Catfight (film)

From Wikipedia, the free encyclopedia
Jump to navigation Jump to search
Catfight
Catfight film poster.jpg
Theatrical release poster
Directed by Onur Tukel
Produced by
  • Greg Newman
  • Gigi Graff
Written by Onur Tukel
Starring
Cinematography Zoe White
Edited by Onur Tukel
Production
company
Distributed by Dark Sky Films
Release date
  • September 9, 2016 (2016-09-09) (TIFF)
  • March 3, 2017 (2017-03-03) (United States)
Running time
96 minutes
Country United States
Language English

Catfight is an American action comedy film directed and written by Onur Tukel and starring Sandra Oh, Anne Heche, Alicia Silverstone, Amy Hill, Myra Lucretia Taylor, Ariel Kavoussi, Craig Bierko, Tituss Burgess, and Dylan Baker. The film had its world premiere at the Toronto International Film Festival on September 9, 2016, before being released in a limited release and through video on demand on March 3, 2017, by Dark Sky Films.

Plot[edit]

The film opens showing the lives of two women, outsider artist Ashley Miller (Heche) and wealthy housewife Veronica Salt (Oh). Ashley is struggling to sell her dark and apocalyptic artwork, straining her relationship with her girlfriend Lisa, and she is also verbally abusive to her assistant Sally. Veronica, meanwhile, is an alcoholic who is treated with disdain by her husband Stanley, and although she loves her son Kip dearly, she carelessly mocks his drawing talent. Both women watch a political news show that reports escalating tension between the United States and the Middle East.

Stanley throws a birthday party for his business partner. Lisa, who is catering the party, forces Ashley to help her. While tending the bar, Veronica comes for a drink and the two women recognize each other from college - they were once friends, until Veronica suddenly stopped speaking to Ashley for unclear reasons. Although they both try to make pleasant small talk, they quickly offend each other and descend into bitter verbal barbs. After getting drunk, Veronica is told to leave by her husband, and she runs into Ashley smoking in the stairwell. The two sling hateful insults at each other, leading to a violent fight. Ashley ends up getting the upper hand, punching Veronica multiple times in the face before leaving. Veronica, badly injured, attempts to stand up but collapses down the stairs, falling into a coma.

Two years later, Veronica awakens in the hospital with no memory of her fight with Ashley. She is horrified to learn that while she was in a coma, her husband died in a car accident, her son died after joining the military following the reinstatement of the draft for the war in the Middle East, and all of her money was spent to pay for her treatment. Now broke and alone, Veronica moves in with her former housekeeper Donna and gets a job as a maid. Meanwhile, Ashley has become a famous artist after the war causes her dark paintings to become popular. She and Lisa also decide to start a family, and Ashley is successfully impregnated after they use a sperm donor; however, Ashley and Lisa's differing beliefs on how to prepare for the baby and raise it cause their relationship to once again become estranged.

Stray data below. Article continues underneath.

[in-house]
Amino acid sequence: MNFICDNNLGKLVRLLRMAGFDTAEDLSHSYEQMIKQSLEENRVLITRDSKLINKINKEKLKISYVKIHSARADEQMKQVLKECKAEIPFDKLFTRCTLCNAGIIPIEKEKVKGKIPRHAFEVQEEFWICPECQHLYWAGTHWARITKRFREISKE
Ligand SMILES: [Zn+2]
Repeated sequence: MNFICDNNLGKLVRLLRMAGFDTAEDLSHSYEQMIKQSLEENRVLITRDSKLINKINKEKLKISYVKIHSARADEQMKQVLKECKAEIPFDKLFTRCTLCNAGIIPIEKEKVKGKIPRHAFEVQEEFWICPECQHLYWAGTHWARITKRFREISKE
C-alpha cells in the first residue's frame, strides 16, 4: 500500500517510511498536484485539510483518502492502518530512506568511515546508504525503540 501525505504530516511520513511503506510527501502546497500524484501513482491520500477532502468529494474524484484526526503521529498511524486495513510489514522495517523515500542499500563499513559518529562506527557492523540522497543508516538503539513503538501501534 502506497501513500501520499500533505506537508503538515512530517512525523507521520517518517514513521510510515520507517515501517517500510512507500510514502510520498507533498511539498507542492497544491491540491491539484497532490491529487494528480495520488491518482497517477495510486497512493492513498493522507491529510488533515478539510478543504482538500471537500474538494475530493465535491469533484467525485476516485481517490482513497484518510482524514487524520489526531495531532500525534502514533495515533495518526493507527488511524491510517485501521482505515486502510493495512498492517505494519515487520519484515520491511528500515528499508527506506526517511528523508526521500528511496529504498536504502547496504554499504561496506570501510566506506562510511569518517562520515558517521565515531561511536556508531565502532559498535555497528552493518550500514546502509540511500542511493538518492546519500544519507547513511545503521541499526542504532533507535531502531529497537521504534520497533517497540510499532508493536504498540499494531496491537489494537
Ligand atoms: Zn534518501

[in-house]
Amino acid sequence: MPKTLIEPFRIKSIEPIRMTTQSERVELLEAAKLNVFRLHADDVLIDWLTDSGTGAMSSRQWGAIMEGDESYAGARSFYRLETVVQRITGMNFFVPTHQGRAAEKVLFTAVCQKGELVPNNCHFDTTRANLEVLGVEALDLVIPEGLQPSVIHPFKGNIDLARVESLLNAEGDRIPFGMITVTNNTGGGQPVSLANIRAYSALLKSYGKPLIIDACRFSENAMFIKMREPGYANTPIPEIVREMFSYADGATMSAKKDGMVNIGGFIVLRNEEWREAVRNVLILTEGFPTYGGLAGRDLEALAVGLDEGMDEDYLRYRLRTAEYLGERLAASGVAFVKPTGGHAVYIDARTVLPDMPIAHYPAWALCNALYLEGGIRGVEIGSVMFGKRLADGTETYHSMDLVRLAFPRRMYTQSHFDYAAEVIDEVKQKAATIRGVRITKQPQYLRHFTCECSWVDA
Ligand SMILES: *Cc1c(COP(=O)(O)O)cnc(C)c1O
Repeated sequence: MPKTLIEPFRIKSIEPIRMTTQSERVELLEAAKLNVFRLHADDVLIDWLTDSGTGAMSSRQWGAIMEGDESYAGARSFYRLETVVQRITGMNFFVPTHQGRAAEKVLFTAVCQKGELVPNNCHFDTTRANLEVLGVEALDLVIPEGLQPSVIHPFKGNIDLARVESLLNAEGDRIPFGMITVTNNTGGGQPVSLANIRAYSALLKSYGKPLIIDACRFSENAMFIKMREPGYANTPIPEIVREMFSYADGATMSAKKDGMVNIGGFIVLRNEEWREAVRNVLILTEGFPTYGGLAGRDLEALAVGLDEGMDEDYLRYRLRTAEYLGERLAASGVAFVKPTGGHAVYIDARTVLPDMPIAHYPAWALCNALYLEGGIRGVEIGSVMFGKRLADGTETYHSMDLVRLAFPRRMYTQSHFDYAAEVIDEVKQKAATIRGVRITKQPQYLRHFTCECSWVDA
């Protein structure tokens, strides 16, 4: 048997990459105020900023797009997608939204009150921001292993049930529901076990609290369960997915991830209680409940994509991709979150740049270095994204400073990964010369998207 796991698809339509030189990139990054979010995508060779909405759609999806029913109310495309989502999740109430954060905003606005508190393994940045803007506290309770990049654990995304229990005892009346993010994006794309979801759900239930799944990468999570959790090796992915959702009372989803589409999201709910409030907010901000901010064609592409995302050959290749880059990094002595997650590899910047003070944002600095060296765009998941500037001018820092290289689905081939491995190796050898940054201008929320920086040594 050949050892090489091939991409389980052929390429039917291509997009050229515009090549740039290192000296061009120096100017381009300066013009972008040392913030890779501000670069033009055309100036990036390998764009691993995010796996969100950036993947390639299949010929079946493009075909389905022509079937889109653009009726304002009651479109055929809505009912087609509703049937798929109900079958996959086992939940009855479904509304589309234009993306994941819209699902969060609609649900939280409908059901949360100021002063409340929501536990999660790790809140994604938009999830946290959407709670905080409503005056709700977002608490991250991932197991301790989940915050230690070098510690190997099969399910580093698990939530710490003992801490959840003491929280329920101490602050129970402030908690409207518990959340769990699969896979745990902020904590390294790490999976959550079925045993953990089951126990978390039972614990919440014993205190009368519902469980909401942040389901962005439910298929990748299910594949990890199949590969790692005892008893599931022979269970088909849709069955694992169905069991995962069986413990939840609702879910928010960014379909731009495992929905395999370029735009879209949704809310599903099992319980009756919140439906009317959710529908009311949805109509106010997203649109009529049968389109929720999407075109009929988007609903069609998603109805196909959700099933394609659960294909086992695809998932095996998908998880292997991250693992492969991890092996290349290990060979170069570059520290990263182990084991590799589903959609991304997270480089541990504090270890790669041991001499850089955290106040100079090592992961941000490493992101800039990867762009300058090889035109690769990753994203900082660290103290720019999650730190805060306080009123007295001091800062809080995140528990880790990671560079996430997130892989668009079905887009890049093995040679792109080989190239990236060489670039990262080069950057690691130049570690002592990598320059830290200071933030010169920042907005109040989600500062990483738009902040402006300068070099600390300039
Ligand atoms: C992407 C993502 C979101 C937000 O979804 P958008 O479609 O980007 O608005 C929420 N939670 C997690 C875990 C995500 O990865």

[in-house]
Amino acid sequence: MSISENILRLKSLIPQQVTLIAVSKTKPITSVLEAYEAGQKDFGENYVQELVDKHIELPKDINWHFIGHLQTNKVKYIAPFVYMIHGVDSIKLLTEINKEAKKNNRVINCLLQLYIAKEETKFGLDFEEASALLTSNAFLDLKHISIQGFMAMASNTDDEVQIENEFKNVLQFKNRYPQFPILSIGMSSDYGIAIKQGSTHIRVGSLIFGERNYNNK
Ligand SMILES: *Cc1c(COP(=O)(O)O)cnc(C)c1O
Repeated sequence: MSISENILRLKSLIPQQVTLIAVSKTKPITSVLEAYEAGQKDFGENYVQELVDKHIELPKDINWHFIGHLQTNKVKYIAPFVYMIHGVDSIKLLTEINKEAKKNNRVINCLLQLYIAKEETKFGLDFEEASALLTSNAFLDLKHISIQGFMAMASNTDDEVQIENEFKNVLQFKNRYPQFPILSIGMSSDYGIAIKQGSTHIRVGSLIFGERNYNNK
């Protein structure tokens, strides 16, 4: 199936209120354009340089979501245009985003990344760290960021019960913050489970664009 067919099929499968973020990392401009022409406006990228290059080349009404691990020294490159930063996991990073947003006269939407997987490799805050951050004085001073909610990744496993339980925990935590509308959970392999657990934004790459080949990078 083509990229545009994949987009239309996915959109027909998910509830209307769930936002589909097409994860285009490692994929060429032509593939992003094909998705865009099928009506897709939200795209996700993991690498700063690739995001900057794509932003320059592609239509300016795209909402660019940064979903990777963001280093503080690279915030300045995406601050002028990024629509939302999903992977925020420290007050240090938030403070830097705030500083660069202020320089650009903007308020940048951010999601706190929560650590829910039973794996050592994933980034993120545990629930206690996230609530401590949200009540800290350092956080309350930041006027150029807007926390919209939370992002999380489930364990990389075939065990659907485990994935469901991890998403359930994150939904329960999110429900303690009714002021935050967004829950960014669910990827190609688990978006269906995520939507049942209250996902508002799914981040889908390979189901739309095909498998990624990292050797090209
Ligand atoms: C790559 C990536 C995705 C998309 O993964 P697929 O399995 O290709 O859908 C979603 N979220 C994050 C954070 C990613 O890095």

One day while cleaning a hotel room, Veronica finds a magazine with Ashley on the front cover, and is annoyed that her old college friend is now successful. Veronica clashes with Donna over their opinions about the war, and she is forced to move in with her mentally unstable Aunt Charlie. Before leaving New York, Veronica finds a video recording left to her by Kip, who reveals he left art school to join the army because he believed it would make Veronica proud. Veronica breaks down in tears. Later, a drunk Veronica goes to the opening of Ashley's new gallery. When she sees a painting depicting her own bloodied face, Veronica suddenly remembers their fight and realizes Ashley is the reason she lost everything. Veronica goes into a rage and begins destroying the paintings, and Ashley is shocked to see her when she tries to stop her. Veronica punches Ashley and runs off with the painting of her face. Ashley runs after her into a construction site, where the two begin brutally beating each other with various tools. Veronica manages to overpower Ashley and hits her over the head several times with a wrench. Satisfied with her revenge, Veronica stumbles away. Ashley attempts to stand up, but a cinder block falls and hits her in the head, and she falls into a coma.